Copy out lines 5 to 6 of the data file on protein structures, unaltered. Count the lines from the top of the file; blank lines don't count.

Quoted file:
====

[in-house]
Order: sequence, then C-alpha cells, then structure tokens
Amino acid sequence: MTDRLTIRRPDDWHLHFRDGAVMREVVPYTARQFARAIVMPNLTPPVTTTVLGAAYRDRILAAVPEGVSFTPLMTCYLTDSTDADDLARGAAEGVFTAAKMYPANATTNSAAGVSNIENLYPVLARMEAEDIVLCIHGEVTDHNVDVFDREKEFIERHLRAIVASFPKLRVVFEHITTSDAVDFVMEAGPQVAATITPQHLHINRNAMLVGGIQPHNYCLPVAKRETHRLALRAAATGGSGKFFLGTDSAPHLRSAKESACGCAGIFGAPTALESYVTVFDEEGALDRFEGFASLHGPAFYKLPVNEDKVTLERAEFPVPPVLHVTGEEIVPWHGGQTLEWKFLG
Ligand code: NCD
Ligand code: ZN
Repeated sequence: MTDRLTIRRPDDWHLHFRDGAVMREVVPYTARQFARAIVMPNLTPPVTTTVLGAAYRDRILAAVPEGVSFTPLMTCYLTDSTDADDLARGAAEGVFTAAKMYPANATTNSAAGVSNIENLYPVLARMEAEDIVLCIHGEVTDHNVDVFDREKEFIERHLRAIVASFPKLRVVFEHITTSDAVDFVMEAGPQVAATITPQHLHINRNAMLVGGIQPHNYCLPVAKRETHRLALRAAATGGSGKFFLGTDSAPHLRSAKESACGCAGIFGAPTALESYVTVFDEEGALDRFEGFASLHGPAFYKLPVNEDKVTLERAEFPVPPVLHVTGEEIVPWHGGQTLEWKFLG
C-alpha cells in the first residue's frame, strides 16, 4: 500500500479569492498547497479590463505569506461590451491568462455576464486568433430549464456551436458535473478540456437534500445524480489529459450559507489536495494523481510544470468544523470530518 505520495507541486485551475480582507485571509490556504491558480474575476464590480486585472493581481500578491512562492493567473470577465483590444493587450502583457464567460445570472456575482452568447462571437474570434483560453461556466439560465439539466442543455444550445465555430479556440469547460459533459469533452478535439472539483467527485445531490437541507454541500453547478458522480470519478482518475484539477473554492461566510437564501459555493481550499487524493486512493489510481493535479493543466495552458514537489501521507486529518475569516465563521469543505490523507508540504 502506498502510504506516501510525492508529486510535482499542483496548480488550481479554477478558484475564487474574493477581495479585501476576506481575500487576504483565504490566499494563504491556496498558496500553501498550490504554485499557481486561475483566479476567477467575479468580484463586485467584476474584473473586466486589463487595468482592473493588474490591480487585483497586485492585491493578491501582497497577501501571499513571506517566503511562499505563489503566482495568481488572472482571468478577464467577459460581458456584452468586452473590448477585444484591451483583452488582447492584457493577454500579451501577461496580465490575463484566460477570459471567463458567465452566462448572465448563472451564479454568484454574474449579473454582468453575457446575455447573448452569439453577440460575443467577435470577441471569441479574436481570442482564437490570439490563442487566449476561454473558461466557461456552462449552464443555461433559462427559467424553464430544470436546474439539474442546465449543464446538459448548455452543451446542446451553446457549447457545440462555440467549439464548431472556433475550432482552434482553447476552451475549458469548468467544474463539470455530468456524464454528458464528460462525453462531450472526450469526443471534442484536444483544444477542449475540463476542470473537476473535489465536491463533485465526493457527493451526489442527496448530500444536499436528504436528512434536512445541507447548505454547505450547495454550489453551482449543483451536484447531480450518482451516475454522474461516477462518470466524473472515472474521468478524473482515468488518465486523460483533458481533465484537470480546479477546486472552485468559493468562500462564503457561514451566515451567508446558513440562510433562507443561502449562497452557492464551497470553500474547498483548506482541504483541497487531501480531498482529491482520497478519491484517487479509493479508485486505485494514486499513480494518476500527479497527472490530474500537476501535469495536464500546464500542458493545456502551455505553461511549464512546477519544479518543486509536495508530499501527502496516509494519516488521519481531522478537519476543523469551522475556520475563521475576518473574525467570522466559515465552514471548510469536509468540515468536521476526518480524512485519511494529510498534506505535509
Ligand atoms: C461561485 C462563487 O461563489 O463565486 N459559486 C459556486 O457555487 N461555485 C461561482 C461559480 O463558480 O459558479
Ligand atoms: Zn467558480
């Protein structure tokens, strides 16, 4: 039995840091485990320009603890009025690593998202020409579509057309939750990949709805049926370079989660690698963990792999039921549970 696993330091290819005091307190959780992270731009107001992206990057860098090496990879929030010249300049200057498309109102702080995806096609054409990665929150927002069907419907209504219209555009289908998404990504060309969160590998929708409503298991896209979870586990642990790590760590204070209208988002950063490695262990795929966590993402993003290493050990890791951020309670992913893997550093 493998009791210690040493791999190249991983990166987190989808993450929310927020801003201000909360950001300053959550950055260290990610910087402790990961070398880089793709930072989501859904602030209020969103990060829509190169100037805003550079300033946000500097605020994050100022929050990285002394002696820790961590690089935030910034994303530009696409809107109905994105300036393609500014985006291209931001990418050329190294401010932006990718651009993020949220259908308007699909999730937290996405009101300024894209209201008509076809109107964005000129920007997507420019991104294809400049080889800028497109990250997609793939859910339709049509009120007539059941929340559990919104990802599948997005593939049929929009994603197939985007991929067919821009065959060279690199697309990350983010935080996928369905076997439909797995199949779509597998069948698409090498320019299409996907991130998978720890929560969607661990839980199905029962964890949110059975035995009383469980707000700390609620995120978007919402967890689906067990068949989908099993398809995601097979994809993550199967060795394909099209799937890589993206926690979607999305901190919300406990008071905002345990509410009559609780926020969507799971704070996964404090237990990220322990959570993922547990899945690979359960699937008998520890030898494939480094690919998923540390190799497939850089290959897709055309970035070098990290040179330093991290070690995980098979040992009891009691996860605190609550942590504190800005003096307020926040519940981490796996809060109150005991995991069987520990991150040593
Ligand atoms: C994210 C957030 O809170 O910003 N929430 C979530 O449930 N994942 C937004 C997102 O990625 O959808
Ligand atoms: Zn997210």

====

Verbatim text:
Ligand code: ZN
Repeated sequence: MTDRLTIRRPDDWHLHFRDGAVMREVVPYTARQFARAIVMPNLTPPVTTTVLGAAYRDRILAAVPEGVSFTPLMTCYLTDSTDADDLARGAAEGVFTAAKMYPANATTNSAAGVSNIENLYPVLARMEAEDIVLCIHGEVTDHNVDVFDREKEFIERHLRAIVASFPKLRVVFEHITTSDAVDFVMEAGPQVAATITPQHLHINRNAMLVGGIQPHNYCLPVAKRETHRLALRAAATGGSGKFFLGTDSAPHLRSAKESACGCAGIFGAPTALESYVTVFDEEGALDRFEGFASLHGPAFYKLPVNEDKVTLERAEFPVPPVLHVTGEEIVPWHGGQTLEWKFLG